May 31st, 2011

Biomarkers: Don’t Believe the Hype

Watch out for hype when examining the biomarker literature, a new study published in JAMA suggests. John Ioannidis and Orestis Panagiotou first searched the literature and identified highly cited studies of biomarkers that included a relative risk calculation of effect size on a particular outcome. Most of the 35 studies reported cancer- or cardiovascular-related outcomes. They then performed a second search to find subsequent meta-analyses on the same biomarker and outcome.

The investigators then compared the effect size of the first study with the subsequent meta-analyses. For 30 of the 35 studies, the effect size reported in the largest study included in the meta-analysis was smaller than the effect size reported in the original highly cited study. In a comparison of the original study with the entire meta-analysis, the same pattern was observed, with 29 of the 35 meta-analyses reporting a smaller effect size.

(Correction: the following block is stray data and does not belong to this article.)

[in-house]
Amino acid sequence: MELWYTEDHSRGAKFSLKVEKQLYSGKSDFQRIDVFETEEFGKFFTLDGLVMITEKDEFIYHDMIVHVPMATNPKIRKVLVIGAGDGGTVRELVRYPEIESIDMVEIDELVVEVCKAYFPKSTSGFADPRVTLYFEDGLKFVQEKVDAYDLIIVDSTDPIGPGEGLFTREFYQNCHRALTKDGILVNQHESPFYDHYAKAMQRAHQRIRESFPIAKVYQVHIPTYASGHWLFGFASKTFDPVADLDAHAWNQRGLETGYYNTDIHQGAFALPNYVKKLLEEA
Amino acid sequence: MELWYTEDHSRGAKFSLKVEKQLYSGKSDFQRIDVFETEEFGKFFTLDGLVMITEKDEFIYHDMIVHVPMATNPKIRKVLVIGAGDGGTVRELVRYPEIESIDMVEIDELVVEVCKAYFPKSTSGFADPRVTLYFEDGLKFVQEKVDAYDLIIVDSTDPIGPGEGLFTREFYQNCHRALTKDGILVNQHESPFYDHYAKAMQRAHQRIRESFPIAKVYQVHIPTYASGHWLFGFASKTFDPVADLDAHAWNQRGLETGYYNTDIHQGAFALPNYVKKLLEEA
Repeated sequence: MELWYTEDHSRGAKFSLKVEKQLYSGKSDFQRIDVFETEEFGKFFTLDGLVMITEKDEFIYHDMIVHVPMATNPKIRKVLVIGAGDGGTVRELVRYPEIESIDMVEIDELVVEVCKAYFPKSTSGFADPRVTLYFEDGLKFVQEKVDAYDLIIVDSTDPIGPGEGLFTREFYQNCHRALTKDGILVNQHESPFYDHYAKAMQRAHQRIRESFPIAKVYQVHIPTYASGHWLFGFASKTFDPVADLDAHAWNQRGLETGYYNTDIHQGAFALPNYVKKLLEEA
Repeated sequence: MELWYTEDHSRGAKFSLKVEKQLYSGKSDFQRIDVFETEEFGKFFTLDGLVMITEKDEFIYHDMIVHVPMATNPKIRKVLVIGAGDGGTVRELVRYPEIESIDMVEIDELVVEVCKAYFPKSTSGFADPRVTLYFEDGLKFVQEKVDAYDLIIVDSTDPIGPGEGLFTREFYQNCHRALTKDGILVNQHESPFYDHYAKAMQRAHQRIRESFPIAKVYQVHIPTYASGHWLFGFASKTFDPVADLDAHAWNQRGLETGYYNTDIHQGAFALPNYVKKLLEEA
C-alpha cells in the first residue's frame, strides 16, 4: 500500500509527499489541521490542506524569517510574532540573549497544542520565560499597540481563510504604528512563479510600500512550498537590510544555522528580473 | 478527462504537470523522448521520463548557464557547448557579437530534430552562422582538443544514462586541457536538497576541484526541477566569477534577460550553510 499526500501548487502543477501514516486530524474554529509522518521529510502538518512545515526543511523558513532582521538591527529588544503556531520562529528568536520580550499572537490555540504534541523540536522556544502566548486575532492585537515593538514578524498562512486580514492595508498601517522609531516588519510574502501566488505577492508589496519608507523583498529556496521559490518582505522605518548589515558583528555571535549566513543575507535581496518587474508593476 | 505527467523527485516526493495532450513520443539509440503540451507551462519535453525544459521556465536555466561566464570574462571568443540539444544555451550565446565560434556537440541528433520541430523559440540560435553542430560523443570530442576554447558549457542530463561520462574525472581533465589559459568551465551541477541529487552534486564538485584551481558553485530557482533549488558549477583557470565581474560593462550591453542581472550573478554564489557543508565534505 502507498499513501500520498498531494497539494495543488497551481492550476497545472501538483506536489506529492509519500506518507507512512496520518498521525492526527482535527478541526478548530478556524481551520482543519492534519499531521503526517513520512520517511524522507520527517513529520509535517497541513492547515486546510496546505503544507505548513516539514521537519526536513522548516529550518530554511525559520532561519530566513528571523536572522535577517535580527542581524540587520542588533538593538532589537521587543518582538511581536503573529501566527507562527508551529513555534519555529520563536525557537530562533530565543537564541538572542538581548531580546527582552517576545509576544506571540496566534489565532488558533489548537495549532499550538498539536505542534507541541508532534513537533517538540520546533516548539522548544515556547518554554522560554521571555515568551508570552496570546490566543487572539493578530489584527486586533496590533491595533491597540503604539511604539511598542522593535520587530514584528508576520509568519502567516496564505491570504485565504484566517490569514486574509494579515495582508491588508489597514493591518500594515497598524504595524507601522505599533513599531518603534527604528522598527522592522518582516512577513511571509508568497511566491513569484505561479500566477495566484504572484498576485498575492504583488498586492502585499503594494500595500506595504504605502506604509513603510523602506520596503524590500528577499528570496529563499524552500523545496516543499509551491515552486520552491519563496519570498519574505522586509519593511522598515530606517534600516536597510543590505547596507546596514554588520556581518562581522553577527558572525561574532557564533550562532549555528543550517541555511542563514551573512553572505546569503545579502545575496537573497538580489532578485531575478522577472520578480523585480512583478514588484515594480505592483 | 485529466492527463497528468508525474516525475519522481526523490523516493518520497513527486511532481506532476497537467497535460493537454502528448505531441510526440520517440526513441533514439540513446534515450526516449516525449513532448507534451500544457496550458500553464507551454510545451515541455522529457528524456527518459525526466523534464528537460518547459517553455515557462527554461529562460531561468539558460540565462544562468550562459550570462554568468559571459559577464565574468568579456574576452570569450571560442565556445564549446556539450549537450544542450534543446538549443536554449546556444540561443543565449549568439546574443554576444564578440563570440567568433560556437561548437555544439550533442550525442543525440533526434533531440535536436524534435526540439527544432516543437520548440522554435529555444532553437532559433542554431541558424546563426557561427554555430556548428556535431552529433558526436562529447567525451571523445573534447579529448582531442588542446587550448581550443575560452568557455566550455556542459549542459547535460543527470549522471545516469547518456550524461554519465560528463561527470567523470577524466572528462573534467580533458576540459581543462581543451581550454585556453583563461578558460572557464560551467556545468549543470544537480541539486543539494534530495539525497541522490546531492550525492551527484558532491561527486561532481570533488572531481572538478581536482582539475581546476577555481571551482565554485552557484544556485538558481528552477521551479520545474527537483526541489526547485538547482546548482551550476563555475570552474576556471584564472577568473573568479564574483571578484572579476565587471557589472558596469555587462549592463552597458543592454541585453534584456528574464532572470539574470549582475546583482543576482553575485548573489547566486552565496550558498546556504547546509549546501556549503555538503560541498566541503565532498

The authors conclude that before a biomarker is accepted there should be “extensive replication and validation of proposed biomarkers in large independent studies and assessment of their incremental ability.”

In an accompanying editorial, Patrick Bossuyt writes that the analysis “should convince clinicians and researchers to be careful to match personal hope with professional skepticism, to apply critical appraisal of study design and close scrutiny of findings where indicated, and to be aware of the findings of well-conducted systematic reviews and meta-analyses when evaluating the evidence on biomarkers.”

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